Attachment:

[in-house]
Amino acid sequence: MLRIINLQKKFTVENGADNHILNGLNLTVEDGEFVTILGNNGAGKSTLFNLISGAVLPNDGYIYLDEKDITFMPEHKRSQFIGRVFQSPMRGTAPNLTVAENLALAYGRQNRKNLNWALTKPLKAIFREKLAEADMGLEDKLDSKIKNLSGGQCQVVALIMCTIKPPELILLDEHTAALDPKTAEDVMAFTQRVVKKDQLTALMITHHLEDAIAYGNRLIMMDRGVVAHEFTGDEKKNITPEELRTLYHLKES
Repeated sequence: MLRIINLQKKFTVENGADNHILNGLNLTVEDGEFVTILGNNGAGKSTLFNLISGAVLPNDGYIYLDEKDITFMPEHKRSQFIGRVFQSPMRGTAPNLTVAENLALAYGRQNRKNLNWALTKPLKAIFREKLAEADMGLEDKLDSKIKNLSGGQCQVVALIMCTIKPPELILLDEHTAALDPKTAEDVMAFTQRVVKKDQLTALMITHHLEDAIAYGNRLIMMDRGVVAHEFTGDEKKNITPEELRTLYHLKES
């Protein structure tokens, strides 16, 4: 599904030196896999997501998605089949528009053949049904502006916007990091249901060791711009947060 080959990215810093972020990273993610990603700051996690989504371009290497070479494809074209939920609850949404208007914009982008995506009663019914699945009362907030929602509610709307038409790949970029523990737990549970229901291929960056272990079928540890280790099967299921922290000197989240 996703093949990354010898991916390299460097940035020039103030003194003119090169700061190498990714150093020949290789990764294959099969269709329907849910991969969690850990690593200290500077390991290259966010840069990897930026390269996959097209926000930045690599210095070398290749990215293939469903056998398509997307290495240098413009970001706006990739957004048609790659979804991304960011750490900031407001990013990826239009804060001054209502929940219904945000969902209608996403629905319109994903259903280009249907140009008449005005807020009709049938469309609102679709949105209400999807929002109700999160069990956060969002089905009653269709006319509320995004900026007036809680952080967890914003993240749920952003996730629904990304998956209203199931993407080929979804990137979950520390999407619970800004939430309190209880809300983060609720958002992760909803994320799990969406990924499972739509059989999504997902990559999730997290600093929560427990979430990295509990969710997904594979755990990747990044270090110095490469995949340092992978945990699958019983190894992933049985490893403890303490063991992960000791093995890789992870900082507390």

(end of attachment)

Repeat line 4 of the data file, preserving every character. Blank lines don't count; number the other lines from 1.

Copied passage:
């Protein structure tokens, strides 16, 4: 599904030196896999997501998605089949528009053949049904502006916007990091249901060791711009947060 080959990215810093972020990273993610990603700051996690989504371009290497070479494809074209939920609850949404208007914009982008995506009663019914699945009362907030929602509610709307038409790949970029523990737990549970229901291929960056272990079928540890280790099967299921922290000197989240 996703093949990354010898991916390299460097940035020039103030003194003119090169700061190498990714150093020949290789990764294959099969269709329907849910991969969690850990690593200290500077390991290259966010840069990897930026390269996959097209926000930045690599210095070398290749990215293939469903056998398509997307290495240098413009970001706006990739957004048609790659979804991304960011750490900031407001990013990826239009804060001054209502929940219904945000969902209608996403629905319109994903259903280009249907140009008449005005807020009709049938469309609102679709949105209400999807929002109700999160069990956060969002089905009653269709006319509320995004900026007036809680952080967890914003993240749920952003996730629904990304998956209203199931993407080929979804990137979950520390999407619970800004939430309190209880809300983060609720958002992760909803994320799990969406990924499972739509059989999504997902990559999730997290600093929560427990979430990295509990969710997904594979755990990747990044270090110095490469995949340092992978945990699958019983190894992933049985490893403890303490063991992960000791093995890789992870900082507390």